Some Marxist and Gandhian activists associated with the movements for women’s rights in India feel that the overemphasis on ‘the personal as political’ has to some extent forced people to withdraw their attention from other sorts of mass movements for women’s empowerment. It would be fruitful to keep in mind that women’s movements since the political independence in our country have evolved in numerous ways.

Though Chipko was initiated by men, women gradually transformed it into their struggle for a safe environment. In Garhwal, Kumaon and in many other places of the country women have been able to manufacture effective anti-alcohol movements as alcoholism in men resulted in waste of family’s earnings and wife-beating. In the seventies and eighties, their agitation against liquor in Uttarakhand acquired such intensity that the government was forced to declare prohibition in certain areas.

The women gas victims gave rise to a significant movement against the Bhopal disaster of 1984. The late seventies saw the emergence of the new feminist groups who learned to struggle against acts of sexual violence committed by the police and landlords. Parents of dowry victims began to join women’s organisations, who were demonstrating against dowry deaths in Delhi and elsewhere in the late eighties and early nineties. Shahada was a movement against the unjust practices of local landlords in Maharashtra, which was marked by the militant role of the women who raised slogans and mobilised the mass.

It is only recently that feminists in India started talking about hetero or homoerotic desire. Earlier, they were mainly concerned with issues of social, cultural and legal oppressions of women. What creates a dilemma for the Indian youth is that exposed to the worldwide television channels and especially the internet, they are the major consumers of the cultural expressions of sexual liberalism but they are still in many ways located within the traditional familial boundaries. Thus, sexual conservatism continues to function in deeply deceptive and ambiguous ways. Unfortunately enough, liberalism with regard to sexuality is mostly male oriented and the patriarchal cultural practices, while effecting the socialisation of girls, reinforce the ideology of ‘shame’ and ‘honour’ in relation to female sexuality.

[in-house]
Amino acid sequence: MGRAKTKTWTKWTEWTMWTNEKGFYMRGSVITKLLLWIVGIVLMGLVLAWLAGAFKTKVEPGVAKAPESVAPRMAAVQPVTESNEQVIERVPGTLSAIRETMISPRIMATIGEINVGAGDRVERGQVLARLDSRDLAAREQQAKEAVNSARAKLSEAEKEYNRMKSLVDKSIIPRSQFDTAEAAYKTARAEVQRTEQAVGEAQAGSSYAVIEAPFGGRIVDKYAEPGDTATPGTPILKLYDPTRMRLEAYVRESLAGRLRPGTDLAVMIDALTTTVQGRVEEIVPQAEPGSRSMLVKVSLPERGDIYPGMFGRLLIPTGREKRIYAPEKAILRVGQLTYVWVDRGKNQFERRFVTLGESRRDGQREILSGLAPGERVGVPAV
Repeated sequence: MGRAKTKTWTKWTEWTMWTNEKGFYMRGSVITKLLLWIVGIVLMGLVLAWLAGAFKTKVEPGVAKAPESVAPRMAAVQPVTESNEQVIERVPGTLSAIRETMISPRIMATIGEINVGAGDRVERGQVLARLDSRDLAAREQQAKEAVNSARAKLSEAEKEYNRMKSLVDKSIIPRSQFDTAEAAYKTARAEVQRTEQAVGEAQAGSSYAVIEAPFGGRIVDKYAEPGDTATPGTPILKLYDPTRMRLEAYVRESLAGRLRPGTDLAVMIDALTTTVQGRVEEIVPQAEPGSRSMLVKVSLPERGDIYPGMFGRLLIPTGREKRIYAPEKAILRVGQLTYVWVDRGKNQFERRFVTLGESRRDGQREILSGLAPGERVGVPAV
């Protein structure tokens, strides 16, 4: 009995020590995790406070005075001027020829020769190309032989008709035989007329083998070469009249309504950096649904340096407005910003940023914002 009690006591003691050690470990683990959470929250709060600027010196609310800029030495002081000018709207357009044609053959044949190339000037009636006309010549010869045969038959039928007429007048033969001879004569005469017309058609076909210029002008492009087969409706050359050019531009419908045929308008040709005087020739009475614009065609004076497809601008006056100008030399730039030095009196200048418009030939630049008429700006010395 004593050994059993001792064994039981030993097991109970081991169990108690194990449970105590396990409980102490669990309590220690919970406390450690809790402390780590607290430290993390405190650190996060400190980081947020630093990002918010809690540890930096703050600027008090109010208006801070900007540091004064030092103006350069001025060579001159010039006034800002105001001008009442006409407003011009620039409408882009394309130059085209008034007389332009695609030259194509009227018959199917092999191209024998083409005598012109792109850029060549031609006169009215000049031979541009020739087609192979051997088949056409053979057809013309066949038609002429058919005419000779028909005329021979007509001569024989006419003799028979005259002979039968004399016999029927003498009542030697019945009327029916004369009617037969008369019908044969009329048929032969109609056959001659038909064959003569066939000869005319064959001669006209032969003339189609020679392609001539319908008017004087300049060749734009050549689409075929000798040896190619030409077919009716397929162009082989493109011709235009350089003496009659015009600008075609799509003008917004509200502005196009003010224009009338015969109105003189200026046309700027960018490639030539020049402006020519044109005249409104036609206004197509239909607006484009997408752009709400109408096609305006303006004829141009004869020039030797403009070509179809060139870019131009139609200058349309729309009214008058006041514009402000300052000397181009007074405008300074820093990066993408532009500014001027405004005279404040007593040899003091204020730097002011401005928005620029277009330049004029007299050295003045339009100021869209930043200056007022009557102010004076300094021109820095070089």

A study on youth sexuality suggests that even the discourse of sexual liberalism put forward by cultural have been found ‘inadequate’ to displace this patriarchal ideology of control.The use  of modern technology and family planning have certainly helped the women to come out of the drudgery of household. Yet a survey made on 500 Bengali middle-class working women of Calcutta reveals that the young women who are exposed to different streams of learning and many of whom have professional careers, are ‘more conservative and non-scientific in their attitudes than their elders’.4